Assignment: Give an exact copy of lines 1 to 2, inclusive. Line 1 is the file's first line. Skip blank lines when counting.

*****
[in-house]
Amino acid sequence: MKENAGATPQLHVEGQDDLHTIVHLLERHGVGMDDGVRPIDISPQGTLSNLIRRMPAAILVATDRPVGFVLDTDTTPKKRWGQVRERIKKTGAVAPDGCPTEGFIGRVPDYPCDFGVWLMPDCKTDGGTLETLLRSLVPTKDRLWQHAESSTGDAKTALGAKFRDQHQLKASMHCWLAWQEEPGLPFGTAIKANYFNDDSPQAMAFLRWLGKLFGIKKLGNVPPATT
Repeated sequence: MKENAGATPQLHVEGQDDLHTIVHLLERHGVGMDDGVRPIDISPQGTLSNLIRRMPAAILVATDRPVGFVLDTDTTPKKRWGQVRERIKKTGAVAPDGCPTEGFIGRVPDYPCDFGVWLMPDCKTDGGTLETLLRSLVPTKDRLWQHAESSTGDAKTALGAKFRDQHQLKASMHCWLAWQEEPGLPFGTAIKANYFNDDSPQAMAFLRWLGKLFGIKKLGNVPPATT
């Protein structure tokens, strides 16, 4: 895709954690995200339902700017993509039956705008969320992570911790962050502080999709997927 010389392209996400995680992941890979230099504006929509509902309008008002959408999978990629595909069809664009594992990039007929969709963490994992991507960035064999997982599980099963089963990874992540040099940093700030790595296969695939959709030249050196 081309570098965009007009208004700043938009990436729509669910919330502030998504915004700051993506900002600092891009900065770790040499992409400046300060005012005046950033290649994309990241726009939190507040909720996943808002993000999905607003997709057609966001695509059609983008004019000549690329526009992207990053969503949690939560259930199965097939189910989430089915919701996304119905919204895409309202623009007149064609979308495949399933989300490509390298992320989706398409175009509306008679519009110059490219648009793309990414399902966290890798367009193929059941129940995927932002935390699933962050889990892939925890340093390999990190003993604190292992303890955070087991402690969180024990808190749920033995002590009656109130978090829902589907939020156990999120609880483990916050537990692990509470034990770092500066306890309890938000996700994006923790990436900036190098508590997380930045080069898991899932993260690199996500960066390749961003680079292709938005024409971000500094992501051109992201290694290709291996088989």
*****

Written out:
[in-house]
Amino acid sequence: MKENAGATPQLHVEGQDDLHTIVHLLERHGVGMDDGVRPIDISPQGTLSNLIRRMPAAILVATDRPVGFVLDTDTTPKKRWGQVRERIKKTGAVAPDGCPTEGFIGRVPDYPCDFGVWLMPDCKTDGGTLETLLRSLVPTKDRLWQHAESSTGDAKTALGAKFRDQHQLKASMHCWLAWQEEPGLPFGTAIKANYFNDDSPQAMAFLRWLGKLFGIKKLGNVPPATT